Iraq is still in the news a lot, but many reports have a military angle. How can we find different perspectives on what is happening there? One way is to look for blogs written by ordinary Iraqis.
Iraq used to have a very lively blogosphere and there were several blogs dedicated just to tracking its updates. Unfortunately there hasn’t been so much activity in the last year. Baghdad Dentist wrote an update during Ramadan this August:
“its early morning. we’ll have electricity for a while. im sitting on the dental chair with my laptop since there is neither a space in the clinic nor chairs to sit on. the employees took them out to the garden of the health centre because we didnt have electricity and the generator was broken. my colleagues are talking about clothes and shopping…the working hour now starts at 7:00 a.m. its very early though its good for us because the sun is burning and the temperature hits over 50c many times.”
Searching further, there are more blogs to be discovered. In Iraq, sex is like snow (not as racy as it sounds), juxtaposes a cheery post about Eid in Baghdad with a more sobering near-death experience.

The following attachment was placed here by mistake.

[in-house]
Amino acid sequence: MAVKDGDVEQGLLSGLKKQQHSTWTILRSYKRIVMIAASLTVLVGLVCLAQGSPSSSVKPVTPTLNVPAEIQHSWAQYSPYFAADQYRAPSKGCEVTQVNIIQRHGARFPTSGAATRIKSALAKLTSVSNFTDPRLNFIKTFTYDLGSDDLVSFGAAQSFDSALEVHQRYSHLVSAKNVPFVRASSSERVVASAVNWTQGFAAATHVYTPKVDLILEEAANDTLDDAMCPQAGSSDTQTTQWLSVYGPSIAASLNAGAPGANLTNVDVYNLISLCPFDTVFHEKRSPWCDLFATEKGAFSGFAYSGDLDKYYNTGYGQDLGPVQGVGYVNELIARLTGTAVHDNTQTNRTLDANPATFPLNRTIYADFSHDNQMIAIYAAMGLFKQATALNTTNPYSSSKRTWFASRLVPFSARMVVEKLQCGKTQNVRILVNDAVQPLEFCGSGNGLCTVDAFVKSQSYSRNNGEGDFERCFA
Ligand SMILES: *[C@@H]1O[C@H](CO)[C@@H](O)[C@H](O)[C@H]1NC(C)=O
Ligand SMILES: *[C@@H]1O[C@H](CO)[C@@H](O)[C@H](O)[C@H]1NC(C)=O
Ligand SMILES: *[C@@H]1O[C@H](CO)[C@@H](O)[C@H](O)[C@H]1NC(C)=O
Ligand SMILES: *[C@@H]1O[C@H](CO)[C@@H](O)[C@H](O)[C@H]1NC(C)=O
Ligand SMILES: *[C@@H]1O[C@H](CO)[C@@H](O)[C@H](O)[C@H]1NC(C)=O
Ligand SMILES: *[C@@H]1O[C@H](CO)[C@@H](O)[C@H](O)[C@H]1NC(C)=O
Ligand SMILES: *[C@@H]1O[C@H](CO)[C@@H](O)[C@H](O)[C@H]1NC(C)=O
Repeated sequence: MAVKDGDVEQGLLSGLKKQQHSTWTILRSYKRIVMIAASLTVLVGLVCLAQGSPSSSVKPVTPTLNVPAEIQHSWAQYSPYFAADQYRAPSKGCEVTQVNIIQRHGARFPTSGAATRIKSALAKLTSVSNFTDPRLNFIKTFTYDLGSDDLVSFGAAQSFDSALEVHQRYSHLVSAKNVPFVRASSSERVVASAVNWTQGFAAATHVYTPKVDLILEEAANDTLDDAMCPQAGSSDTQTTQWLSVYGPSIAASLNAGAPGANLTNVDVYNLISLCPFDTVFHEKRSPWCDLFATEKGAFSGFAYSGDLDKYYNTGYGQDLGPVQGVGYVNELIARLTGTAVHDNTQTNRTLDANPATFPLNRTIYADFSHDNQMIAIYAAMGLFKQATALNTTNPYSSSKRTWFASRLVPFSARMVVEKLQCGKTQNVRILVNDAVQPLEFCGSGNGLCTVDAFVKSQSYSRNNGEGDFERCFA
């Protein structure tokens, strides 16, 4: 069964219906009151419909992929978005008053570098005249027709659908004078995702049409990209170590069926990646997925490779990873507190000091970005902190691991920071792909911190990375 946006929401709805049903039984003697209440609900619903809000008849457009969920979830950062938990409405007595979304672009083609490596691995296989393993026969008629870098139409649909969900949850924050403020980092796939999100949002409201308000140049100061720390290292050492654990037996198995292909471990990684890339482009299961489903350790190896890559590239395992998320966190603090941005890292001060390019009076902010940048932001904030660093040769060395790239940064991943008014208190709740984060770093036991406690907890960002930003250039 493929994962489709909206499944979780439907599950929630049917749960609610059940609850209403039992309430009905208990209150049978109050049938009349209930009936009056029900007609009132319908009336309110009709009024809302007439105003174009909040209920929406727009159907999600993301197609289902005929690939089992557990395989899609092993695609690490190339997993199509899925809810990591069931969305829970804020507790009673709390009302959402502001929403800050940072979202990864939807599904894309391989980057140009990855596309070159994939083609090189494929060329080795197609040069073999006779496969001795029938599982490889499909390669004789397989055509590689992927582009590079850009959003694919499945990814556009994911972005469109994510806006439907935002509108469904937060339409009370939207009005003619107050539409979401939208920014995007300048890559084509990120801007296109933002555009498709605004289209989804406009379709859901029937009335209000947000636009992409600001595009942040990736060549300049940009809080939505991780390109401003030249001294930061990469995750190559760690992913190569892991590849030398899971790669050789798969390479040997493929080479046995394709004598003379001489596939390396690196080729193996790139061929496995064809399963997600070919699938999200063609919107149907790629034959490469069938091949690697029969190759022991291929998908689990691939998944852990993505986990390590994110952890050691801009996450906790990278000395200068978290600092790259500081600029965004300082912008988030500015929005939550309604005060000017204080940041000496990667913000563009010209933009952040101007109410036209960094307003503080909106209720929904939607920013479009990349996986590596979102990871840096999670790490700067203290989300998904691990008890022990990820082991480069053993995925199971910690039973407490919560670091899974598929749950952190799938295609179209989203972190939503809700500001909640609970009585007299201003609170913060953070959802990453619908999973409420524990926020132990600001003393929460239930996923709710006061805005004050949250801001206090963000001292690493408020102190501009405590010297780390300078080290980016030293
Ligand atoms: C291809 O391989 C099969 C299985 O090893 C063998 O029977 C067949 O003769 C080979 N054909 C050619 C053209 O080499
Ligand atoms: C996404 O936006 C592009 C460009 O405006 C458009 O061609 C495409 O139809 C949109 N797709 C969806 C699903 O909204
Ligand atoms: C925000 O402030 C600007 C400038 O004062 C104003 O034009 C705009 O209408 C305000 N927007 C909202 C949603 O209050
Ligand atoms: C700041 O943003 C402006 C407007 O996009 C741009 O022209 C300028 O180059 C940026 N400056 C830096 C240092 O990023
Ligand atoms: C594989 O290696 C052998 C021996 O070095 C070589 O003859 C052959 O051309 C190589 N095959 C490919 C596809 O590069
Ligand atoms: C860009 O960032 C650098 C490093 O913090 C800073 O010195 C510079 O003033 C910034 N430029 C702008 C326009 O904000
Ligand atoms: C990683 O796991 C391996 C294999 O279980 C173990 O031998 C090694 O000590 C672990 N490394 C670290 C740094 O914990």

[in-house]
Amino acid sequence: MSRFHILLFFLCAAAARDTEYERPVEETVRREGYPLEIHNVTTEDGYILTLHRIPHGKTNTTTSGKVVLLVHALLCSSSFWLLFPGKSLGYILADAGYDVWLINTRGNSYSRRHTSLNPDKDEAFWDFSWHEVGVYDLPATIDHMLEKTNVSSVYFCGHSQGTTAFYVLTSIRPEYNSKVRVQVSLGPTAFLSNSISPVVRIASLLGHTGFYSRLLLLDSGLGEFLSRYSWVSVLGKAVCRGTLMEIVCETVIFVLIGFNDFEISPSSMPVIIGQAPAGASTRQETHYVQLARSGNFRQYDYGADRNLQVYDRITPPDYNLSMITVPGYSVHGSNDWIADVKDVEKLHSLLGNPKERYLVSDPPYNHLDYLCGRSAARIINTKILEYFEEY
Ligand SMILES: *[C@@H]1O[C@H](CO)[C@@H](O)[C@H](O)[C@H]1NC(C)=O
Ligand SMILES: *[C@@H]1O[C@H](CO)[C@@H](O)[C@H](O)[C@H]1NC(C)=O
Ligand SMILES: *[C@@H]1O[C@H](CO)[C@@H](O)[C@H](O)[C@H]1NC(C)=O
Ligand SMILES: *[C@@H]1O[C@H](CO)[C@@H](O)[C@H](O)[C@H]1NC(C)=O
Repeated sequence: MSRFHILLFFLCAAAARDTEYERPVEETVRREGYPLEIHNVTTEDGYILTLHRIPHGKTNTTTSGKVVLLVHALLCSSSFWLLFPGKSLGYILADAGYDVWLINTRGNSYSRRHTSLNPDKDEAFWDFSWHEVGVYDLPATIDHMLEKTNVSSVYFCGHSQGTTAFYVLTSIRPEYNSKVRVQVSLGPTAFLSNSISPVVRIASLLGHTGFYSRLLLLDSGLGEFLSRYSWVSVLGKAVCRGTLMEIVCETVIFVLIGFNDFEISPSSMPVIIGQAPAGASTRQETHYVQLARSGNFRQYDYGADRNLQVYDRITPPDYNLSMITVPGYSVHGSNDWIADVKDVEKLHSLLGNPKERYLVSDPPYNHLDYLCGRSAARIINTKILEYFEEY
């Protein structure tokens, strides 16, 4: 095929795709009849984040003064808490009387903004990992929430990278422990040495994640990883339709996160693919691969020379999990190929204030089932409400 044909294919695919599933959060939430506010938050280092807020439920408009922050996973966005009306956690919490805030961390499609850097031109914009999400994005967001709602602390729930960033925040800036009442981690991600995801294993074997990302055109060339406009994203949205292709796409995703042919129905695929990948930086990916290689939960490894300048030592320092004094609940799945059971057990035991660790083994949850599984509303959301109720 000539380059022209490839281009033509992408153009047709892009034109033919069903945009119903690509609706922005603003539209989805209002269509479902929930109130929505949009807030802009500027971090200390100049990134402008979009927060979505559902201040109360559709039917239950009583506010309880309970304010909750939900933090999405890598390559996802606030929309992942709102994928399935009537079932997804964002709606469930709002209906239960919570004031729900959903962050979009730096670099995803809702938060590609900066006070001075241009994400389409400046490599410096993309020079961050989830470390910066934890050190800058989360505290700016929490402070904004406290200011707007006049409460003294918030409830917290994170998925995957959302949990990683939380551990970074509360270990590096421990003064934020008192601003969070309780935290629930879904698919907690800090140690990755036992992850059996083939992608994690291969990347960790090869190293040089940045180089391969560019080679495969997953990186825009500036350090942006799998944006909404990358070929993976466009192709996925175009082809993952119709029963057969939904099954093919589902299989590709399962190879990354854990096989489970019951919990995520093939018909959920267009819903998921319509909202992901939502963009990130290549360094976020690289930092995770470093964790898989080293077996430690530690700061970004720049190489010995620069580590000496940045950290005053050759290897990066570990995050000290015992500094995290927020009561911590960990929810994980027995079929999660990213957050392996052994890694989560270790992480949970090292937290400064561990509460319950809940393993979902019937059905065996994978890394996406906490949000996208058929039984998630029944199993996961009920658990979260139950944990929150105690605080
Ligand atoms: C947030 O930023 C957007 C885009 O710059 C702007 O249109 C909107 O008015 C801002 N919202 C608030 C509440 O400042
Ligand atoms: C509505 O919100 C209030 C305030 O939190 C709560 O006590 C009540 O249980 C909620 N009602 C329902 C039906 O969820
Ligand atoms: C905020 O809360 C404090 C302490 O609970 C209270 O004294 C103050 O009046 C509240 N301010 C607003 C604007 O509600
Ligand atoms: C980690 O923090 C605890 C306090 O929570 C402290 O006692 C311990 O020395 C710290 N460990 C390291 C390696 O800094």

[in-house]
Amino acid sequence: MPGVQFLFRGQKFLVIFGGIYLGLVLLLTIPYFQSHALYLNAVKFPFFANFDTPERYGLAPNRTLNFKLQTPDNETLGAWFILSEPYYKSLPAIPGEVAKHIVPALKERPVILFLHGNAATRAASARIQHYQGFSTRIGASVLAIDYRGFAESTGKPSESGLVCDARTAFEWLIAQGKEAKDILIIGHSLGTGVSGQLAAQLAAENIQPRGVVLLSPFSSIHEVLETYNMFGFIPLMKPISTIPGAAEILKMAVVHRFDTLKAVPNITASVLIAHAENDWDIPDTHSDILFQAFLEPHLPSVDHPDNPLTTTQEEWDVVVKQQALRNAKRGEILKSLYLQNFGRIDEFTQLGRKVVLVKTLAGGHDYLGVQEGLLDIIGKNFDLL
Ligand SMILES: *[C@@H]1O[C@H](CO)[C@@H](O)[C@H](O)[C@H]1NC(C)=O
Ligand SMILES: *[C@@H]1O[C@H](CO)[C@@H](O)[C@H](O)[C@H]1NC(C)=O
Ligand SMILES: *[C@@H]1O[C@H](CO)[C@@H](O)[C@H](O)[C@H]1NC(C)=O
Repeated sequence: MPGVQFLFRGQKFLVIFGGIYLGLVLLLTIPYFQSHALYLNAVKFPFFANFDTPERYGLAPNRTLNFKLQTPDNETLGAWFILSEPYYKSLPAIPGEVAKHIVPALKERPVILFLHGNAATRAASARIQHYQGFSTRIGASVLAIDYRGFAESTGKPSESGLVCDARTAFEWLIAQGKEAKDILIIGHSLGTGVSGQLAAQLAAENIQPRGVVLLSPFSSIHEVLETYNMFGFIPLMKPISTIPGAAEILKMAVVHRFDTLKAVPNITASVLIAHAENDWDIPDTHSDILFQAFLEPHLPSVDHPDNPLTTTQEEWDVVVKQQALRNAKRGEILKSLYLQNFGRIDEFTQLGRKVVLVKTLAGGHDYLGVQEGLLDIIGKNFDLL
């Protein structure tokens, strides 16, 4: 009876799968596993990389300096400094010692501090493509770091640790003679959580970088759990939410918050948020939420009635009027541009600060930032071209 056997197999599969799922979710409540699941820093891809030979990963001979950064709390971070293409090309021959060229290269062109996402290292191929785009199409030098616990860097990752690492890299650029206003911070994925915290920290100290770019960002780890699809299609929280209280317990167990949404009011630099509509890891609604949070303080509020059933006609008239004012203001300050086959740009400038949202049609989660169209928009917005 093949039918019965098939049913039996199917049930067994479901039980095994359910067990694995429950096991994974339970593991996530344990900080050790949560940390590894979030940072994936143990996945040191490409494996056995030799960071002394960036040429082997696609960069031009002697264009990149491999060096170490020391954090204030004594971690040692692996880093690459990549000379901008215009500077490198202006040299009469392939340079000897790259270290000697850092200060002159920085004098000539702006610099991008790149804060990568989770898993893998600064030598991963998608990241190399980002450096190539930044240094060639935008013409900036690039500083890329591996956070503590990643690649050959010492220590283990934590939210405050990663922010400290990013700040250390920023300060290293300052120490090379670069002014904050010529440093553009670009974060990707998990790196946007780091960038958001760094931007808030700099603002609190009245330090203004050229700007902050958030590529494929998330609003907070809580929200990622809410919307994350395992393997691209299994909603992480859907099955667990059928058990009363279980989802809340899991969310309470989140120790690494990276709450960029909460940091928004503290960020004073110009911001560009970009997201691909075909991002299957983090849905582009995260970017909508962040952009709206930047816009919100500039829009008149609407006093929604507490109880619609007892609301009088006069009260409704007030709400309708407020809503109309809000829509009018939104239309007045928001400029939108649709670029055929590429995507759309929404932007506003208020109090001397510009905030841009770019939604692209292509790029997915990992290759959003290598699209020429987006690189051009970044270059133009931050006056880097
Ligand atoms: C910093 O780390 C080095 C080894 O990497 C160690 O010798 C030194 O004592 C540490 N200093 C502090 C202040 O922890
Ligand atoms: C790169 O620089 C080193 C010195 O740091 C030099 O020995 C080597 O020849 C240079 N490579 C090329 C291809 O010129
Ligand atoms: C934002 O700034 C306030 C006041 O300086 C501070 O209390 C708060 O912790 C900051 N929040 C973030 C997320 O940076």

Can you recommend any more Iraqi bloggers? Tell us in the comments.
Thanks to Najma for sharing these kebabs on the barbeque from Iraq.
Do you want to share photos of your country’s food? Join our photo group on Flickr and show us your photos.
This week Jews are celebrating the Jewish New Year, Rosh Hashanah.
Many Jews eat sweet foods during this festival to symbolise their hopes for the year to come. However one traditional dish eaten by Jews coming from Amara in Southern Iraq is a combination of bitter chard, sweet beets and sweet and sour sauce.
In this article from the International Herald Tribune Joan Nathan describes the picnic in a pine forest near Jerusalem where he first tried the dish.
Written by Najma, which means ‘star’ in Arabic, this is the the blog of an engineering university student living in Mosul in the north of Iraq.
A Star from Mosul is a well written blog which gives a vivid account both of daily life and customs of Iraqi people, and the reality of living in a country at war.
Riverbend gives a first hand account of life in Baghdad. It can be painful reading, as we see the effect the war is having on the daily lives of the Iraqi people. Updates are rare these days due to lack of electricity and other problems. The first year of her blog has been published as a book.